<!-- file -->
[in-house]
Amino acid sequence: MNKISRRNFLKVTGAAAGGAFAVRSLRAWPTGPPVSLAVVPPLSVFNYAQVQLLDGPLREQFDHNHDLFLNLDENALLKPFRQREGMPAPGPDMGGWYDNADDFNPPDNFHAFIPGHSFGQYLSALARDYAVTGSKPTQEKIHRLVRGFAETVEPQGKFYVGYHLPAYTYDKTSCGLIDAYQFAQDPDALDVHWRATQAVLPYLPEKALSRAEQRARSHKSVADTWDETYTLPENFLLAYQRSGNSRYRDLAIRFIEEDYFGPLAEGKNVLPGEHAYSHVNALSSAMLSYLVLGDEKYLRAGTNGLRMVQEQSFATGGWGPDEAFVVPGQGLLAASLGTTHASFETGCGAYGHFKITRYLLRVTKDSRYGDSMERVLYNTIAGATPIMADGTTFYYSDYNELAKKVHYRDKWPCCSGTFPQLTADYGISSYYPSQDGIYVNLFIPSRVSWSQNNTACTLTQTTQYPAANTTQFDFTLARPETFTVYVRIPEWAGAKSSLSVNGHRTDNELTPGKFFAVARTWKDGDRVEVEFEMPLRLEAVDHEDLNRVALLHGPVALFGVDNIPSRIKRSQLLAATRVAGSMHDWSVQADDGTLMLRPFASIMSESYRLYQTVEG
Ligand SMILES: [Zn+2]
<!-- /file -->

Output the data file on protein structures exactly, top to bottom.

[in-house]
Amino acid sequence: MNKISRRNFLKVTGAAAGGAFAVRSLRAWPTGPPVSLAVVPPLSVFNYAQVQLLDGPLREQFDHNHDLFLNLDENALLKPFRQREGMPAPGPDMGGWYDNADDFNPPDNFHAFIPGHSFGQYLSALARDYAVTGSKPTQEKIHRLVRGFAETVEPQGKFYVGYHLPAYTYDKTSCGLIDAYQFAQDPDALDVHWRATQAVLPYLPEKALSRAEQRARSHKSVADTWDETYTLPENFLLAYQRSGNSRYRDLAIRFIEEDYFGPLAEGKNVLPGEHAYSHVNALSSAMLSYLVLGDEKYLRAGTNGLRMVQEQSFATGGWGPDEAFVVPGQGLLAASLGTTHASFETGCGAYGHFKITRYLLRVTKDSRYGDSMERVLYNTIAGATPIMADGTTFYYSDYNELAKKVHYRDKWPCCSGTFPQLTADYGISSYYPSQDGIYVNLFIPSRVSWSQNNTACTLTQTTQYPAANTTQFDFTLARPETFTVYVRIPEWAGAKSSLSVNGHRTDNELTPGKFFAVARTWKDGDRVEVEFEMPLRLEAVDHEDLNRVALLHGPVALFGVDNIPSRIKRSQLLAATRVAGSMHDWSVQADDGTLMLRPFASIMSESYRLYQTVEG
Ligand SMILES: [Zn+2]